I’m sitting adjacent to an immense stack of books I’ve gotten cheap from the History Book Club and Scientific American Book Club. I take each along to work as I read them. I am literally — now there’s a pun — the only one carrying a book. Over the past year, out of the hundreds and hundreds of fellow employees I’ve seen, I saw less than ten with a book in their hand. Ten. People don’t really read books anymore. They read things online — webzines, news sites, blogs, TMZ. Facebook. A little of this, a little of that. A million opening paragraphs, a little less beyond. A rare piece it is that finds readers in the last paragraph. Must be a big story, something juicy, or maybe one helluva writer. But books, no. Too much time, too much depth, too many words. We live in a different time. Hence those ten employees with a book in their hand. Ten out of a thousand. One per cent.
But there was one I remember. A gorgeous thing, a stunning little Mediterranean number. Raven hair, olive complexion, black eyes. All that wrapped in chiffon, a billowing white chiffon dress that spilled over the arm rests of the chair she sat in, a big stuffed chair in the lobby of the floor I worked on. She was one of the loveliest women I had ever seen, and she was deep into a hardback volume of Thucydides. Seriously. It was not a spectre, not an epileptic’s vision. It was a genuine pretty lady reading one of my favorite books ever. Oh to be twenty or thirty years younger at that moment. Oh to be young and brave enough to sit along side her and have the nerve to bring up Pericles or Cleon or the Revolt of Mytilene. The Plague of Athens and the Siege of Syracuse. The meaning of it all.
But no. You reading the History of the Peloponnesian War? I asked, lamely. She looked up, surprised. Such big black eyes, a tinge of worry. Yes, she said, I am. That’s one of my favorite books, I said. Oh, she said. She didn’t believe me. Thought I was trying to pick her up. Never trust a man old enough to be your father who’s read Thucydides, her mother had warned, they’re the worst kind. I wasn’t trying to pick her up, not at all. I was just surprised — astonished, really — to find a beautiful young girl lost in ancient history. I’d first read that book at about her age myself. The Penguin edition, paperback. I still have it. I immersed myself into it in the autumn of 1977. I was twenty. I remember coming to a scene late in the book where the Athenians, fresh on the beach, set out patrols to reconnoiter, see what was out there. It was all so modern, the way they thought. I realized, suddenly, that they were so much like us. These men weren’t myths, legends, or simple. They weren’t ridiculous Italian muscle men or philosophers with perfect Oxford accents. They were Greeks doing things the way we would do them now as described by a contemporary historian who was one of them. The technology didn’t matter. Though twenty-five centuries old, they came to life, those Athenians on that beach. Later they were all killed, or drowned, or died of pestilence. The survivors were sold into slavery. I felt sorry for them, for each of them. I lived on the Santa Barbara coastal plain then, a perfect Mediterranean climate on a perfectly Mediterranean lay of land. The sea shone the same blue under the same sun, and vineyards stitched along up the hills between groves of carefully tended fruit trees. It took very little imagination to picture the Athenians and Spartans around me, distant columns coming, fleets of triremes sailing off. I’d sit outside on the balcony and read of ancient campaigns in the same sort of light that fell on men back then. It was magical.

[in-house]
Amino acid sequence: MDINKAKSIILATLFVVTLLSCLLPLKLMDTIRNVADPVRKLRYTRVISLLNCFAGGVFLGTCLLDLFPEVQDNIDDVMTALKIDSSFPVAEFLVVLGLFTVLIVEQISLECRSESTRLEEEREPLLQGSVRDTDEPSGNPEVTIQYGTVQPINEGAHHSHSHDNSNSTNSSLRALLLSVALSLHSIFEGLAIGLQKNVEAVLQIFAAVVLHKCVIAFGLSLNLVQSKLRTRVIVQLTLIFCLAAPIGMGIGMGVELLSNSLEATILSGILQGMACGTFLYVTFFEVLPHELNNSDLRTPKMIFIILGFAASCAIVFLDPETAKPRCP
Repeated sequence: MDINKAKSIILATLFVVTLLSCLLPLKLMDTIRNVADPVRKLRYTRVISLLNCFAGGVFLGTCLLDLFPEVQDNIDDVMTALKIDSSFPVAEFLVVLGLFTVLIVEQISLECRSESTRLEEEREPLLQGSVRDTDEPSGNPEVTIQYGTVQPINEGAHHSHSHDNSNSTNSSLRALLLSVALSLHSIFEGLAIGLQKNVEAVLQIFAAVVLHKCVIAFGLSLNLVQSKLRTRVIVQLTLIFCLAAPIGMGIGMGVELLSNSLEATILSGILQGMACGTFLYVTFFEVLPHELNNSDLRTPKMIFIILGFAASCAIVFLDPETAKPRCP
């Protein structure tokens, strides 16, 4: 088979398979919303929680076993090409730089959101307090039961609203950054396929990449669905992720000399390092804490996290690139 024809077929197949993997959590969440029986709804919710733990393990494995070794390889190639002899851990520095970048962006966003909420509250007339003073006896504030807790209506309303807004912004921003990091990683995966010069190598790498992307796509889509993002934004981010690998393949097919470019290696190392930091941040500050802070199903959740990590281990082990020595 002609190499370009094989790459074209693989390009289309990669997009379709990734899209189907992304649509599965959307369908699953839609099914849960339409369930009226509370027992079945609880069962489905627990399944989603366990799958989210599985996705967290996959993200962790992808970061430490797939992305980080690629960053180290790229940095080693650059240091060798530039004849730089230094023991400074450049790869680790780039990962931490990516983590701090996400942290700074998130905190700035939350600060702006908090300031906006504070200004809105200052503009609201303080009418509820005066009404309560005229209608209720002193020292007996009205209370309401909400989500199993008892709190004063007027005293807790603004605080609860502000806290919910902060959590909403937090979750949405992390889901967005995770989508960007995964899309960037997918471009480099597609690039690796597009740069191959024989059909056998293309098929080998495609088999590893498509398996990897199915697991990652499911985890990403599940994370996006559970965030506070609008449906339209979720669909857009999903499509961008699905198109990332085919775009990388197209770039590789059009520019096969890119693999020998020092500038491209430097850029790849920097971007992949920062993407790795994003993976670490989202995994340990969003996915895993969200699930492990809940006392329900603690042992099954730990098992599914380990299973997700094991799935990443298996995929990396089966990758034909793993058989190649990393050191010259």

I wanted to tell this girl that. Tell her how that book changed my life, let me see people then as people now, or the other way around. I wanted to, but she was far too beautiful and far too young, that lady in the chiffon dress reading Thucydides. I had an elevator to catch. Enjoy the book, I said, and kept walking. I will, she said, looking relieved I wasn’t stopping. She settled back into the chair, crossed her beautiful legs, and slipped back into her book. The elevator doors shut before me, and she was gone.